On Monday, Oct. 19, the Sarasota City Commission could move to formalize an agreement designed to funnel as much as $200 million in property tax revenue over the next 30 years into development of more than 50 bayfront acres surrounding Van Wezel Performing Arts Hall.
At its next meeting, the commission is scheduled to discuss the creation of a tax increment financing district for The Bay Sarasota project and the creation of a new performing arts center. The board will also consider an interlocal agreement with Sarasota County outlining the terms of the proposed TIF district.
If approved, the TIF district would capture 95% of any increases in city and county property tax revenue from within the district’s boundaries, making that money available to The Bay Sarasota for capital improvements inside the district. The TIF district, a key public funding mechanism for The Bay project, would begin collecting money in fiscal year 2022 and remain in place until 2049.
City and county officials have already endorsed the broad strokes of the proposal. In December 2019, the City Commission voted to approve a series of basic terms for a deal with the county and The Bay Park Conservancy, the independent group working in partnership with the city on the development and management of the bayfront land.
In January 2020, the County Commission agreed to work with the city on a TIF agreement, outlining provisions such as its preferred makeup of the district’s governing body: two county representatives, two city representatives and a representative from The Bay Park Conservancy. A five-member board is included in the draft interlocal agreement the city will consider Monday, with the fifth seat reserved for either a representative of The Bay or a member of the general public.
On Sept. 22, the County Commission voted unanimously to send a draft interlocal agreement to the city for discussion. The board also authorized a public hearing on an ordinance to create the TIF district. On Sept. 9, a majority of the commission expressed satisfaction with the draft agreement as written.
“You’ve heard the key terms that this board wants in this,” County Commissioner Charles Hines said to county staff Sept. 22. “Get with [the city], get it done, and then get it back to us to actually hit that public hearing and hopefully get approval to sign it.”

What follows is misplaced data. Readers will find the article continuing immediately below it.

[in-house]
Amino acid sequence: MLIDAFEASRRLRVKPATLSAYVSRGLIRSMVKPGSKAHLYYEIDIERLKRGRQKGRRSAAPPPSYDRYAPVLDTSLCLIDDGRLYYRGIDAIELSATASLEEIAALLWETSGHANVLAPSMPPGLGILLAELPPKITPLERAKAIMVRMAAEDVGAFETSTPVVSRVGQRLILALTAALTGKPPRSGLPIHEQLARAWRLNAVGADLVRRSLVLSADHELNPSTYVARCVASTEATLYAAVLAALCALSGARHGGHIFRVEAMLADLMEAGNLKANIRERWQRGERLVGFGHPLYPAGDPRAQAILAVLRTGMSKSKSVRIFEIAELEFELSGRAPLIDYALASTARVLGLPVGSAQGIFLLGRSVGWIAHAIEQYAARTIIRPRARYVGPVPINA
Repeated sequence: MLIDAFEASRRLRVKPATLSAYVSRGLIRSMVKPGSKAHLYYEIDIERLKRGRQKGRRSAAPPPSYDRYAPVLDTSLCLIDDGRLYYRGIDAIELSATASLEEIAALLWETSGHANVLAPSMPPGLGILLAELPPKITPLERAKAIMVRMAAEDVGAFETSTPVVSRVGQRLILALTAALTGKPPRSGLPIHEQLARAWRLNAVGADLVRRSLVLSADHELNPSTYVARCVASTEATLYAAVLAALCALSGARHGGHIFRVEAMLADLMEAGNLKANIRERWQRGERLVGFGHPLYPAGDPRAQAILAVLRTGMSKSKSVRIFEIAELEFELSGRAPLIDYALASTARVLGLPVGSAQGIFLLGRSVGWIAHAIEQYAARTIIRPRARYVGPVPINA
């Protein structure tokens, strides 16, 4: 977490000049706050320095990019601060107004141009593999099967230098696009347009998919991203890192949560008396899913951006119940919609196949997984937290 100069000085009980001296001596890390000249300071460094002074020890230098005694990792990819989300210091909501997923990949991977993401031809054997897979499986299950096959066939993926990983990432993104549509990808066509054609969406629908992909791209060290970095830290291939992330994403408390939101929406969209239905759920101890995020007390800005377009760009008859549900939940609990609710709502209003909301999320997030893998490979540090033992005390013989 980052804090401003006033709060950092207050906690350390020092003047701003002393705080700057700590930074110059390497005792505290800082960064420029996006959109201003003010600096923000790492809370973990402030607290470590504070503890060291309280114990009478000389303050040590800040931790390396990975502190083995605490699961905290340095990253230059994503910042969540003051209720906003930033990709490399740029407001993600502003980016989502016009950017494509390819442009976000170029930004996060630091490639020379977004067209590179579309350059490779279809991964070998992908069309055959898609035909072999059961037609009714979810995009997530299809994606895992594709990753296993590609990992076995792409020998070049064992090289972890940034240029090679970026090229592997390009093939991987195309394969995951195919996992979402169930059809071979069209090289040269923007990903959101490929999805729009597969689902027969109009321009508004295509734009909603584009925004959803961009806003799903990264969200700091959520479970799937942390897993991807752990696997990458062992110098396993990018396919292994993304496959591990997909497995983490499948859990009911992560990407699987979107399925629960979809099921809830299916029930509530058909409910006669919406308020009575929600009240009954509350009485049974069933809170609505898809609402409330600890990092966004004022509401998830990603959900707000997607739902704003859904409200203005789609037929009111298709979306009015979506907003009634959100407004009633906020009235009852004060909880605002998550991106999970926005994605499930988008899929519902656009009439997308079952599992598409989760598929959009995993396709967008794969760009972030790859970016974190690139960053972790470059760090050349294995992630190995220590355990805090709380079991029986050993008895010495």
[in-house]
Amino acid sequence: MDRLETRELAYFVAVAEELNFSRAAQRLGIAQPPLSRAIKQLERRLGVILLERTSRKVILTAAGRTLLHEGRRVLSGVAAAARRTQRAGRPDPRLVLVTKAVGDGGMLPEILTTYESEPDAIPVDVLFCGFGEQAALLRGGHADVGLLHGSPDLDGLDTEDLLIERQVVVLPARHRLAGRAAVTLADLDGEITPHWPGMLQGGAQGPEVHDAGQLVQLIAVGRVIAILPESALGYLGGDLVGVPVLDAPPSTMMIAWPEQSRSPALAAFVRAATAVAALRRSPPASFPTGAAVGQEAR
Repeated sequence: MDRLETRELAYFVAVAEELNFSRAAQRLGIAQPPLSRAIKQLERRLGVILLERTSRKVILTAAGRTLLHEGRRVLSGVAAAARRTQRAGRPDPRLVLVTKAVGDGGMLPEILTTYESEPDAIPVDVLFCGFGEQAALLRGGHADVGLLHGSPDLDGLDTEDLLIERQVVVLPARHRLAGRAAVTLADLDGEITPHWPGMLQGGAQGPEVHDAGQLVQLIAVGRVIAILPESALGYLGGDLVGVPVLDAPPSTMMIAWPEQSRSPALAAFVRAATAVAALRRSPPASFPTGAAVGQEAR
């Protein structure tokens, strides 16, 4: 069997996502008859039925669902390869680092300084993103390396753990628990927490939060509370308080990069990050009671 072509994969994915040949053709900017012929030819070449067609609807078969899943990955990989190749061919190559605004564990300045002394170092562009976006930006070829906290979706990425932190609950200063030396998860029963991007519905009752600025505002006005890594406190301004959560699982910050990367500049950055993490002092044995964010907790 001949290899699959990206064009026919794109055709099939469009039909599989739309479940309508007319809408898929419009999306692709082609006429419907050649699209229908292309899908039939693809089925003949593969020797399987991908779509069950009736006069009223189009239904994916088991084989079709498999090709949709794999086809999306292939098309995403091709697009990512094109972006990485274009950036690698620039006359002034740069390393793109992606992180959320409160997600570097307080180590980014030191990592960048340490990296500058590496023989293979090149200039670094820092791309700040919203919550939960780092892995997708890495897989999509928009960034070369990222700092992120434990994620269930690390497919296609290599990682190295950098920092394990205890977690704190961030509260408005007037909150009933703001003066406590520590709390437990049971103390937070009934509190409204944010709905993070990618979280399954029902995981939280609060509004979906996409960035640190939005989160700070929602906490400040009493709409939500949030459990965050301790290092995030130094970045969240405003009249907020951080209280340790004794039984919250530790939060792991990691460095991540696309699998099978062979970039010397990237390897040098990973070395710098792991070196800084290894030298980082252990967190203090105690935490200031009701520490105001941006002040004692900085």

Bill Waddill, The Bay Park Conservancy’s chief implementation officer, expressed optimism that city and county officials would continue to support the proposed TIF district through final adoption of the interlocal agreement.
“This is the last hurdle to get over,” he said of the funding deal.
Although the County Commission voted unanimously to advance the interlocal agreement to the city, at least one commissioner said his final vote on the creation of the TIF district was uncertain. County Commissioner Christian Ziegler said he hoped The Bay park would become a valuable regional amenity, but he was reticent about steering tens of millions of dollars in property tax revenue toward the project given the uncertain economic state of the county.
“I’m just kind of on the fence because of the optics and where we’re at right now with history,” Ziegler said.
Waddill reiterated that the TIF district would not collect money until fiscal year 2022, when he hoped the region will have recovered from the effects of COVID-19. He also noted that the TIF mechanism does not generate any revenue unless the city and county collect more property tax income than the 2019 baseline.
The Bay is also working to get the city’s approval of the first phase of the park project, a 10-acre segment of the property north of Boulevard of the Arts. Waddill said he hoped the site plan for phase one would go to the Planning Board and City Commission for hearings this winter.
Correction: This article has been updated to correct the proposed makeup of a governing body for The Bay Park Improvement District. The board would include two county representatives, two city representatives and a representative from The Bay Park Conservancy or the general public.